How robust is Figure 10 in AR5-SPM ?

The new AR5 iconic graph is Figure 10 in the Summary for Policy Makers.   Myles Allen appeared on the BBC with 10 lumps of coal on a table to explain how we had already burned 5 of them leaving  just  5 left to burn if we want to avoid a catastrophe. It is a simple powerful message understandable by policy makers – but is it actually correct ?

Fig 10 from SPM. The Hadcrut4 data points are shown in cyan. CO2 is taken from Mauna Loa data and scaled up by 2.3 to because 43% of anthropogenic emissions remain in atmosphere. Gtons of anthropogenic CO2 are calculated relative to 1850. The blue curve is a logarithmic fit to the data because CO2 forcing is known to depend on the logarithm of CO2 concentration.

Figure 1: Overlayed on figure 10 from the SPM are Hadcrut4 data points shown in cyan where  CO2 is taken from Mauna Loa data.  Gtons of anthropogenic CO2 are calculated relative to 1850 and scaled up by a factor 2.3 because 43% of anthropogenic emissions remain in atmosphere. The blue curve is a logarithmic fit to the Hadcrut4 data. This is  because CO2 forcing is known to depend on the logarithm of CO2 concentration and is certainly not linear.  This is derived in Radiative forcing of CO2

Figure 2: A clearer version of the comparison with Figure 10 is this one taken from the slides of the cabinet presentation by Prof. Walport. The overlay with the data is good showing consistency of carbon counting. I left out many of the 19th century points due to poor knowledge of CO2 levels.

Figure 2: A clearer version of the comparison with Figure 10 is this one taken from the slides of the cabinet presentation made by Prof. Walport. The overlay with the data is good showing consistency of carbon counting between my data and AR5. I left out many of the 19th century points due to poor knowledge of CO2 levels. Overlaid at the point where doubling of CO2 in the atmosphere since 1850 occurs (560ppm) are the “extremely confident” estimates from AR5 of ECS and TCR.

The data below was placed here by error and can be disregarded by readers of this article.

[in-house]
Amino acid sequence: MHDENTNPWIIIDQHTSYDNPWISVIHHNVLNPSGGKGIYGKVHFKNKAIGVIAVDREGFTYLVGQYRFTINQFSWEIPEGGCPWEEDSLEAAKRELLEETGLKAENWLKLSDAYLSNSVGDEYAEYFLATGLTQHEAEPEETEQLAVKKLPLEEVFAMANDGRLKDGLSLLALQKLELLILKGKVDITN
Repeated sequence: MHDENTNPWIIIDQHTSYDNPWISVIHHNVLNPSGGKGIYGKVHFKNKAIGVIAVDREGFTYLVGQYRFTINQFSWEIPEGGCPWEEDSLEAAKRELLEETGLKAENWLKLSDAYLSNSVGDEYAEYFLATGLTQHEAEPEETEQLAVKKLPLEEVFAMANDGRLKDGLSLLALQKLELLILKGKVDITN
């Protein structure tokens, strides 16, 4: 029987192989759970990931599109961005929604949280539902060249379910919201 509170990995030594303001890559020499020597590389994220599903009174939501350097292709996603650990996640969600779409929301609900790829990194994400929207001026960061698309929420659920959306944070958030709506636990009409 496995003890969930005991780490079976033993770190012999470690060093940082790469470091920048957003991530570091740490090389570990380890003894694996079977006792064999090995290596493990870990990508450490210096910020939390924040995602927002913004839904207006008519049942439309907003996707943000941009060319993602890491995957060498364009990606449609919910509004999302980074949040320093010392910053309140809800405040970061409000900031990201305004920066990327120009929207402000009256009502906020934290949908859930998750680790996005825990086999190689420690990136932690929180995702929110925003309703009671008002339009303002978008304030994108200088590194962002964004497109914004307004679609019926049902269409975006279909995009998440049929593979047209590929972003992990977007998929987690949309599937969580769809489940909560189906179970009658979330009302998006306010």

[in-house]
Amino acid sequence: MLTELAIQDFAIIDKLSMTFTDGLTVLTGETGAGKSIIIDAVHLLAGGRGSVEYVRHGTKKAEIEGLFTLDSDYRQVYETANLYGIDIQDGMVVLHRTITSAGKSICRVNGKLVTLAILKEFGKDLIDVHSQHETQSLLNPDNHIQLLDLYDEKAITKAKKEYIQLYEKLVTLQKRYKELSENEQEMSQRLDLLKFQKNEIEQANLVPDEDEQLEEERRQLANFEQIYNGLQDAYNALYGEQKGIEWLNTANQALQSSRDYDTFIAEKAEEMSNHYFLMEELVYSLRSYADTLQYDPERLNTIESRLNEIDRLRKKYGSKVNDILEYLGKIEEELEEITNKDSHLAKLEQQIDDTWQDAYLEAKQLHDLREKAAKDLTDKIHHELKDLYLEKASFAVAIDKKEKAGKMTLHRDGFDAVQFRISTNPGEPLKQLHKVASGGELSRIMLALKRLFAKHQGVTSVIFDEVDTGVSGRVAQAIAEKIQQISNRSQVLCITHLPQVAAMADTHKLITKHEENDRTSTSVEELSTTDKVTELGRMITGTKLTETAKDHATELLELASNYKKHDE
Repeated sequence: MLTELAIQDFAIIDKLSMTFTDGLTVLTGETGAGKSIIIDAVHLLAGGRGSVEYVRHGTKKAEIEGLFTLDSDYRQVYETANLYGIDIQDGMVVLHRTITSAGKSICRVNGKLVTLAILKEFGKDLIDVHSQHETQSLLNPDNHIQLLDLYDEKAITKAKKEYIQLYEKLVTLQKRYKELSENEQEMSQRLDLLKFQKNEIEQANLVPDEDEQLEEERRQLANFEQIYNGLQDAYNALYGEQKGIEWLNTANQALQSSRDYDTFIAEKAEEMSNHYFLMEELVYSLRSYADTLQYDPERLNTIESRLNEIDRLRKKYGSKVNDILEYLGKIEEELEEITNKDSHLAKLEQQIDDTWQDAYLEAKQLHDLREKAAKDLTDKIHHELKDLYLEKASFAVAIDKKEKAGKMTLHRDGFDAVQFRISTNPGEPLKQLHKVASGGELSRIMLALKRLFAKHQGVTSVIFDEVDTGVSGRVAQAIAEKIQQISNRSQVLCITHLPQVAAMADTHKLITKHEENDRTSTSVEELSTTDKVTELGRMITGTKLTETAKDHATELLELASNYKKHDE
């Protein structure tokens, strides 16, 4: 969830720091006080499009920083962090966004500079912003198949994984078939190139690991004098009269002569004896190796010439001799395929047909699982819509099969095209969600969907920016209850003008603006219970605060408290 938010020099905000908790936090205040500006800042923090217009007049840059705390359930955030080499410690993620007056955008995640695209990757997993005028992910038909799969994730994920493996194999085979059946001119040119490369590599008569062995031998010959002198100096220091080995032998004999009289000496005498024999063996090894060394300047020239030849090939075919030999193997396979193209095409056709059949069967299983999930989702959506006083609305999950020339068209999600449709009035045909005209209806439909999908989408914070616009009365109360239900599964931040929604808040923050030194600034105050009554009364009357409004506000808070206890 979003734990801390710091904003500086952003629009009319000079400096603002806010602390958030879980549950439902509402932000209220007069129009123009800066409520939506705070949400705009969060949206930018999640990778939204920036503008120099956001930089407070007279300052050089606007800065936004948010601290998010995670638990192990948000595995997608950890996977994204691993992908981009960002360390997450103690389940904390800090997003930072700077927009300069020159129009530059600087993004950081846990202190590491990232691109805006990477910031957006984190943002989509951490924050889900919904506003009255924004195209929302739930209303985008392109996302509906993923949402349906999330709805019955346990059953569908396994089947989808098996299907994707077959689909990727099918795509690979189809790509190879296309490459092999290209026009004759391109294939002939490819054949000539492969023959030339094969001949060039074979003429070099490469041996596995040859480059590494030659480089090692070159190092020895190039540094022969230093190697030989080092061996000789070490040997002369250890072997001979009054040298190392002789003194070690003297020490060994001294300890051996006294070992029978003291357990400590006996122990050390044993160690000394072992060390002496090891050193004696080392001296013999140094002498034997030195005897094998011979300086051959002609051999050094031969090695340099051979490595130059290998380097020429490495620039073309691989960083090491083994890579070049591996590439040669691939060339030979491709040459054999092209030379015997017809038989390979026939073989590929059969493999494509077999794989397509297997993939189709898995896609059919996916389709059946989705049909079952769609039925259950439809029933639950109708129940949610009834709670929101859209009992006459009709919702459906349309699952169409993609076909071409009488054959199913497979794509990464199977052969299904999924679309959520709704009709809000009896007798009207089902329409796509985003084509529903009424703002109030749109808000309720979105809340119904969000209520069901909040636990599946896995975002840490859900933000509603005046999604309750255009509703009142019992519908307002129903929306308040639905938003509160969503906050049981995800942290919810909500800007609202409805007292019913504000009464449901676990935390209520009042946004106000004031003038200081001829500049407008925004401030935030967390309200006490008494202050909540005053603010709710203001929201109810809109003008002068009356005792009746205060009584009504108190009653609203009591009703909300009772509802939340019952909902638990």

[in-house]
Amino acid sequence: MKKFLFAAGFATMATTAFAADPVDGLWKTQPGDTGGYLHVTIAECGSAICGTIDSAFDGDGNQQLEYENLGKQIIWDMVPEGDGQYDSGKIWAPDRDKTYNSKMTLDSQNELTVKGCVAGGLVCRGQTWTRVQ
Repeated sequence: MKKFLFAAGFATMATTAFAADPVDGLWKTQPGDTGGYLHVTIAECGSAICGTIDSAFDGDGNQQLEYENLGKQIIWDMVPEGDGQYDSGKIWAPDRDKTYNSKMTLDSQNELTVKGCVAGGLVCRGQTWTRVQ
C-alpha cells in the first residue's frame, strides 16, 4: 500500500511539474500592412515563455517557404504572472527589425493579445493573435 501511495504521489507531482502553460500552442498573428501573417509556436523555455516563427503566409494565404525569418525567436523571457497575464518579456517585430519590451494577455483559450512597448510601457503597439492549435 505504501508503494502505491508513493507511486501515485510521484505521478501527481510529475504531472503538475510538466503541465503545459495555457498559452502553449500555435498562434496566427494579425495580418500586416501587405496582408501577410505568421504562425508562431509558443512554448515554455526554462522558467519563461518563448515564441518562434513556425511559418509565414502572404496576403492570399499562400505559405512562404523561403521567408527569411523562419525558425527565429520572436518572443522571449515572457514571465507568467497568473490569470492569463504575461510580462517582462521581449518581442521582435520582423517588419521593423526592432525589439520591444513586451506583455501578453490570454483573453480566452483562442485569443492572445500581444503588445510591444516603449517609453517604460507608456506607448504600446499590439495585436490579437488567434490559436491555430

When I saw the graph from Fig 10. I thought there must be a mistake because it showed that all RCP emission scenarios simulated by  CMIP5 models result in a simple linear dependence on anthropogenic CO2. This cannot be correct because it is well known  that CO2 radiative forcing increases logarithmically with concentration – not linearly.  So I decided to investigate.

The novel feature of the SPM  presentation is that the x-axis is not time but instead cumulative anthropogenic carbon emissions. Different emission scenarios result in different lengths along essentially the same trajectory. I therefore took the HADCRUT4 annual temperature anomalies scaled to 1860 -1880 and smoothed CO2 concentrations from Mauna Loa in order to map the temperature data onto Gtons of increase of atmospheric CO2 since 1850. It also well known that just 43% of anthropogenic emissions remain airborne annually in the atmosphere, so the actual carbon emissions by man are a factor 2.3 higher  than those inferred from CO2 data.

The resultant temperature anomalies are plotted in cyan in figure 1 and purple in figure 2. Previously I have shown that  a good fit to the last 163 years of temperature data can be made with logarithmic and natural variability. A logarithmic temperature dependence for TCR is to be expected because CO2 forcing increases logarithmically and temperature is a response to forcing. Therefore I made a new fit to the data as a function of Gtons of CO2. This fit is shown in blue and I maintain that this is a more realistic extrapolation into the future than  linear projections.  Even with the most pessimistic emission scenarios RCP8.5 temperatures remain at most ~2C in 2100.

The real intention of this plot seems to have been  more  political than scientific. It draws the viewer onto the scary red linear line and does not show any of the large uncertainty in the models highlighted elsewhere in the WG1.  Compare it for example with AR5 Figure 1.4 showing huge  uncertainties.  It is also incompatible with its own statements regarding climate sensitivity especially TCR:

ECS is likely between 1.5°C to 4.5°C (medium confidence) and extremely unlikely less than 1.0°C”

This assessment concludes with high confidence that the transient climate response (TCR) is likely in the range 1°C to 2.5°C

The TCR limits are shown overlaid on Figure 1. Both TCR and ECS limits are shown in figure 2.

In my opinion the graph is not scientifically correct because a) it hides model uncertainties and b) it portrays a linear dependence on carbon emissions whereas it should logically be logarithmic.

Update: Frank points out correctly that my fit to the Hadcrut4 data really only applies to transient climate response(TCR). It is not clear whether the IPCC projections are for equilibrium temperature after 2100 or the transient temperatures at 2100. If the former then my curve would rise up around 30% but it would still be logarithmic.

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